A Nanaimo businesswoman hopes to bring a unique dental clinic concept to the Alberni Valley.
Leanne Salter has already spearheaded a community dental clinic for low-income individuals in Nanaimo, created by the Community Organized Dental Group and run under the umbrella of Volunteer Nanaimo. The mid-Island clinic serves low-income individuals who couldn’t typically afford a visit to the dentist.
“I recognize we need the service from the work I do,” said Salter, who works for the Ministry of Social Development and is a former dental assistant.
Her volunteer work with the dental clinic is not related to her job, she said.
People on income assistance have dental plans, but they aren’t adequate to cover dental work and many people would have to pay out of pocket. Salter said many can’t afford to pay the remaining balance and end up suffering without help.
“People who are working and only making minimum wages don’t normally have dental insurance,” she said. “The only hope they get is from dentists who are willing to help or maybe they don’t get help and they have to go to the hospital to get help” because they have left their dental problems too long, she said.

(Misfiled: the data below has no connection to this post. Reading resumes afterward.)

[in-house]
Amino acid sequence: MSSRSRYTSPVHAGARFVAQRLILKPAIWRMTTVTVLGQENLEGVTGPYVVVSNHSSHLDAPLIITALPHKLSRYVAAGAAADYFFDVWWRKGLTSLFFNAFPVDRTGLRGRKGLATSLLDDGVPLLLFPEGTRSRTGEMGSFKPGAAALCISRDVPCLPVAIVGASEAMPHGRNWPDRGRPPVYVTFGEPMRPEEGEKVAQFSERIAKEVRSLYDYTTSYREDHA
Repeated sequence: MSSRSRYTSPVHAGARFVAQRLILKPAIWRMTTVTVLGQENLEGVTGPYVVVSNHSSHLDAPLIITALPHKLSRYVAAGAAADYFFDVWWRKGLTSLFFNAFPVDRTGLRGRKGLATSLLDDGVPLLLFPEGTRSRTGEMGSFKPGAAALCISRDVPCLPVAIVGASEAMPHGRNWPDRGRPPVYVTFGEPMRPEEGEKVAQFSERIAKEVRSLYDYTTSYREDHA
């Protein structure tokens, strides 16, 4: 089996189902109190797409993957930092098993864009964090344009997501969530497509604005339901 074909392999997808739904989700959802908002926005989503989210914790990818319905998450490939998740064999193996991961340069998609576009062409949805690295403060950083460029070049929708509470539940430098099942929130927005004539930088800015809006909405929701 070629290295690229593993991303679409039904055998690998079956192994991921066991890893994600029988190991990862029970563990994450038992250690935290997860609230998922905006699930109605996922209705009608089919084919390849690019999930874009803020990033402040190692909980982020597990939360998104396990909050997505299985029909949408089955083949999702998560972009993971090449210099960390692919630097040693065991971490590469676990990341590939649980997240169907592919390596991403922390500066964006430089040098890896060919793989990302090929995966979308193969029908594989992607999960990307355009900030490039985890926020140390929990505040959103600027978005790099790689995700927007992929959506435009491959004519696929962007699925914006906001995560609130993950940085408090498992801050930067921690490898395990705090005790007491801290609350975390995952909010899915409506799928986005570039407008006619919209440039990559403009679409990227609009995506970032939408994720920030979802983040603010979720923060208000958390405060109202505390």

The Nanaimo clinic has four volunteer dentists and is looking for more, as well as other volunteers to do tasks such as bookkeeping and appointment scheduling. It operates on two grants received through the City of Nanaimo’s social planning advisory committee.
Salter would be looking for similar support from dentists and volunteers in Port Alberni. “I’m already saving equipment for (a clinic) in Port Alberni,” Salter said last month.
She would be looking for a permanent venue for the clinic, and would also have to find a way to support it financially.
Salter took two and a half years to bring the Nanaimo clinic to fruition, so she knows there is work to be done. She has asked to speak about her plans at the City of Port Alberni’s council meeting tonight (April 26).
“I know some of the steps we have to do and understand how large the project is,” she said.
One day she would like to see dental care receive the same attention medical care does from the province. Dentists don’t get the same medical service coverage from the province that a general practitioner does, she said.
“When you look at how far that reaches…what I think is our health services and health ministry need to connect that teeth and the head are connected to the rest of the body. It’s all health,” she added.
“There’s such a separation.”
—With files from Nanaimo News Bulletin